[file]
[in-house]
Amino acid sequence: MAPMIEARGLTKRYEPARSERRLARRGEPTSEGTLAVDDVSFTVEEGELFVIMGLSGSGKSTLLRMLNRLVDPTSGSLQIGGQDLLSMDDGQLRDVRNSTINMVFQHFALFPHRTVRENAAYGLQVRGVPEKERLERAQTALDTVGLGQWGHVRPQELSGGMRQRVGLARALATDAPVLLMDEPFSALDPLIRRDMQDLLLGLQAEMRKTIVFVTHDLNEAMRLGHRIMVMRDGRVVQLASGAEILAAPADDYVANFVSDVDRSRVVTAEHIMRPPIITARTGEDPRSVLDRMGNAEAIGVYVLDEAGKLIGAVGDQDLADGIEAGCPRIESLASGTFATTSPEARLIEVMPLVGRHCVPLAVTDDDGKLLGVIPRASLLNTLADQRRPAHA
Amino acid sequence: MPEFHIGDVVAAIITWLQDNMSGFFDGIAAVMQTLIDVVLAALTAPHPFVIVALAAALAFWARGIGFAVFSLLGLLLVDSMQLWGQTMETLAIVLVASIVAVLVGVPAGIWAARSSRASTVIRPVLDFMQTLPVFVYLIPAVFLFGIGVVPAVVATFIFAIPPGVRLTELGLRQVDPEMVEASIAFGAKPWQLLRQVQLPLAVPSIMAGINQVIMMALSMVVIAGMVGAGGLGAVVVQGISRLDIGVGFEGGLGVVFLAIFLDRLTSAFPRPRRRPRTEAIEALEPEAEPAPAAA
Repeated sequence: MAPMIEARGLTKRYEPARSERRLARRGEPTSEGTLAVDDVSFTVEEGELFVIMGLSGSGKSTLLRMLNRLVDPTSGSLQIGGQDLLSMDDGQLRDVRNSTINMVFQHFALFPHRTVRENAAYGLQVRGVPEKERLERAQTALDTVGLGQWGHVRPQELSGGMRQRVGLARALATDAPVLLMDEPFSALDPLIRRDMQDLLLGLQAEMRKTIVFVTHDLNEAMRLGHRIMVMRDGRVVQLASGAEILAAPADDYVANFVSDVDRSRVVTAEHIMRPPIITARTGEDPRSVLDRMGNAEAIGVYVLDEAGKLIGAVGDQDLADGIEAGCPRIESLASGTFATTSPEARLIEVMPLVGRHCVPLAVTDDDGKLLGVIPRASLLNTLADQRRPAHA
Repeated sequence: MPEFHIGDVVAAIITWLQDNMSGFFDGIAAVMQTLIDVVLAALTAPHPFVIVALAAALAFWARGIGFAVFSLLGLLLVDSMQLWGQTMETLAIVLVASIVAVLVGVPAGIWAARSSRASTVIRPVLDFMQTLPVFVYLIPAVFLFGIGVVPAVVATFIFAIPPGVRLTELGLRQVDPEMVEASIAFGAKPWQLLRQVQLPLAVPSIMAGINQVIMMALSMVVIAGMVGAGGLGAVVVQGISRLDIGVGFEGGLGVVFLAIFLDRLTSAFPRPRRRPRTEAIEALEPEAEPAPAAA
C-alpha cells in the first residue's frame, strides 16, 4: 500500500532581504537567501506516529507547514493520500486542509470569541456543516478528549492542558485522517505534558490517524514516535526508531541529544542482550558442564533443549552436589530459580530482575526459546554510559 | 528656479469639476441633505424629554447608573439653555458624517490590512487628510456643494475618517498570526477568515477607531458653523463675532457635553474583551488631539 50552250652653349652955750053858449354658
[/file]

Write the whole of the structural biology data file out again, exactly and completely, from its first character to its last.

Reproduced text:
[in-house]
Amino acid sequence: MAPMIEARGLTKRYEPARSERRLARRGEPTSEGTLAVDDVSFTVEEGELFVIMGLSGSGKSTLLRMLNRLVDPTSGSLQIGGQDLLSMDDGQLRDVRNSTINMVFQHFALFPHRTVRENAAYGLQVRGVPEKERLERAQTALDTVGLGQWGHVRPQELSGGMRQRVGLARALATDAPVLLMDEPFSALDPLIRRDMQDLLLGLQAEMRKTIVFVTHDLNEAMRLGHRIMVMRDGRVVQLASGAEILAAPADDYVANFVSDVDRSRVVTAEHIMRPPIITARTGEDPRSVLDRMGNAEAIGVYVLDEAGKLIGAVGDQDLADGIEAGCPRIESLASGTFATTSPEARLIEVMPLVGRHCVPLAVTDDDGKLLGVIPRASLLNTLADQRRPAHA
Amino acid sequence: MPEFHIGDVVAAIITWLQDNMSGFFDGIAAVMQTLIDVVLAALTAPHPFVIVALAAALAFWARGIGFAVFSLLGLLLVDSMQLWGQTMETLAIVLVASIVAVLVGVPAGIWAARSSRASTVIRPVLDFMQTLPVFVYLIPAVFLFGIGVVPAVVATFIFAIPPGVRLTELGLRQVDPEMVEASIAFGAKPWQLLRQVQLPLAVPSIMAGINQVIMMALSMVVIAGMVGAGGLGAVVVQGISRLDIGVGFEGGLGVVFLAIFLDRLTSAFPRPRRRPRTEAIEALEPEAEPAPAAA
Repeated sequence: MAPMIEARGLTKRYEPARSERRLARRGEPTSEGTLAVDDVSFTVEEGELFVIMGLSGSGKSTLLRMLNRLVDPTSGSLQIGGQDLLSMDDGQLRDVRNSTINMVFQHFALFPHRTVRENAAYGLQVRGVPEKERLERAQTALDTVGLGQWGHVRPQELSGGMRQRVGLARALATDAPVLLMDEPFSALDPLIRRDMQDLLLGLQAEMRKTIVFVTHDLNEAMRLGHRIMVMRDGRVVQLASGAEILAAPADDYVANFVSDVDRSRVVTAEHIMRPPIITARTGEDPRSVLDRMGNAEAIGVYVLDEAGKLIGAVGDQDLADGIEAGCPRIESLASGTFATTSPEARLIEVMPLVGRHCVPLAVTDDDGKLLGVIPRASLLNTLADQRRPAHA
Repeated sequence: MPEFHIGDVVAAIITWLQDNMSGFFDGIAAVMQTLIDVVLAALTAPHPFVIVALAAALAFWARGIGFAVFSLLGLLLVDSMQLWGQTMETLAIVLVASIVAVLVGVPAGIWAARSSRASTVIRPVLDFMQTLPVFVYLIPAVFLFGIGVVPAVVATFIFAIPPGVRLTELGLRQVDPEMVEASIAFGAKPWQLLRQVQLPLAVPSIMAGINQVIMMALSMVVIAGMVGAGGLGAVVVQGISRLDIGVGFEGGLGVVFLAIFLDRLTSAFPRPRRRPRTEAIEALEPEAEPAPAAA
C-alpha cells in the first residue's frame, strides 16, 4: 500500500532581504537567501506516529507547514493520500486542509470569541456543516478528549492542558485522517505534558490517524514516535526508531541529544542482550558442564533443549552436589530459580530482575526459546554510559 | 528656479469639476441633505424629554447608573439653555458624517490590512487628510456643494475618517498570526477568515477607531458653523463675532457635553474583551488631539 50552250652653349652955750053858449354658